On another note, the version of the inverse function theorem in the book discusses differentiability of f^{-1} only at f(x_0). In applications one would like to know that f^{-1} is differentiable on the neighbourhood V. How should one think about this discrepancy?

*[Fair enough. I’ve added a few exercises to explore these statements in the errata for the book. -T]*

I have been using your Analysis text book this semester. It has been generally great. One shortcoming I have noticed is with the multivariable section. I have found that the students need a good amount of discussions about continuity and limits. This is because some subtle issues arise; e.g., it could happen that a limit does not exist, even if it exists if one approaches on any line, or one can have a discontinuous function which is continuous in both variables x and y (if one fixes the other variable), etc.

It would be great if a chapter is devoted to discussing multivariable limits and continuity before diving into derivatives. Some examples such as xy/(x^2+y^2) or x^2y/(x^4+y^2) as (x,y)–>(0,0) would help students.

Thanks,

Masoud

University of Queensland

The only connections are: 1. The ability of our brains to work seems to depend on nature, the ability of our minds via our brains to formulate and comprehend mathematics … might do so too. 2. In physics (which is NOT the same field as maths, but has a lot of overlaps), the laws of nature seem to be governed by mathematics, which MIGHT mean, that some mathematics is embedded in nature herself. BUT that does nothing to say that mathematics comes from Nature.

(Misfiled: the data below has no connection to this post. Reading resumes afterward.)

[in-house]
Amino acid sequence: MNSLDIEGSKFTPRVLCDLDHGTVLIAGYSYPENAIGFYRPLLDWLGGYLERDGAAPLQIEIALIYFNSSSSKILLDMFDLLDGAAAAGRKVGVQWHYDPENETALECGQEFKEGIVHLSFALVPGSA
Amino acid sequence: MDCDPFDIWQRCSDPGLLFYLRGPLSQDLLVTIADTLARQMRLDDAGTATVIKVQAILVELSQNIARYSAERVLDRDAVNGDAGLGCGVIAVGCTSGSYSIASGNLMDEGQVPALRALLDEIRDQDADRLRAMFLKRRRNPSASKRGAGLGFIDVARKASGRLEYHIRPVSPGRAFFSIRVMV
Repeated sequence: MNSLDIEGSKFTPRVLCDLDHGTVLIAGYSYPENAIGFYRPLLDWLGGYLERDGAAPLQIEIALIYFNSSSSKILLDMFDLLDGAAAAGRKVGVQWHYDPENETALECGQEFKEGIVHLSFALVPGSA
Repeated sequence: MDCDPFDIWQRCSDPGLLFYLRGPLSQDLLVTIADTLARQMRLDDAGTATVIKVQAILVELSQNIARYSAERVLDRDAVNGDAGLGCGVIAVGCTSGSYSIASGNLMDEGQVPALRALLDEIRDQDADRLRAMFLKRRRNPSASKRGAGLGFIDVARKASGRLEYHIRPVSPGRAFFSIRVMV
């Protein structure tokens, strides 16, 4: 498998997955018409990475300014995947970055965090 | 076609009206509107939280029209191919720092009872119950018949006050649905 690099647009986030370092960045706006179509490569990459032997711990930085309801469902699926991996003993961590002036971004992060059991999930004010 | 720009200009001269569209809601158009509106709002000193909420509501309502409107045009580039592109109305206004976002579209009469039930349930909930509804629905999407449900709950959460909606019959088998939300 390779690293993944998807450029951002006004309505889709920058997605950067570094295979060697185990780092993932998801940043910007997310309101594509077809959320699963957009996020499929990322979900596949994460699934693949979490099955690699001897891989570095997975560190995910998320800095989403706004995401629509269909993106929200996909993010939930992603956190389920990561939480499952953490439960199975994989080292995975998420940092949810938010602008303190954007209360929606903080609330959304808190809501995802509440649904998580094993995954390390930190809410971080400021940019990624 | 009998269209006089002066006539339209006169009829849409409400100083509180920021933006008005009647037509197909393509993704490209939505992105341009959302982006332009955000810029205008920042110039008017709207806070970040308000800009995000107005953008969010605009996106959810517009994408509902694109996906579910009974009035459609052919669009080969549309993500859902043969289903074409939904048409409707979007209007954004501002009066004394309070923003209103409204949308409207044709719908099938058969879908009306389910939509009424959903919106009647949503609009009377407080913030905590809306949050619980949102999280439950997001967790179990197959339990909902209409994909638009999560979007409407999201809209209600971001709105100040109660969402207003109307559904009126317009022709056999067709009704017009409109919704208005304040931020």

Finally, Mathematics is not invented. It is a purely formal analysis of ideal structures, which cannot be subject to the arbitrary whims of people. This indicates that it is mind-independent.

]]>Do you know if the books (Analysis I & II) will be printed in the future by Springer ? If so, when ?

Thank you.

]]>i would like you to see the doubt that i have stated above because i am interested in knowing any approximation to the nth prime related to or dependent on the harmonic number. And any book about prime number ]]>

I tried to purchase your Analysis I and II (published by springer). Unfortunately, they say it is out of print. It appears it was never printed by Springer, since I cannot find it on Amazon either. This is unfortunate because I want to make it a required text for our analysis class! Of course, students have access to the electronic book through the library, but sometimes it is nice to have a physical copy to scheme through. I found scheming to be very useful when I was a student, as it led to reading sections that were not necessarily covered in class (granted I’m old-fashioned).

Best wishes,

Masoud

University of Queensland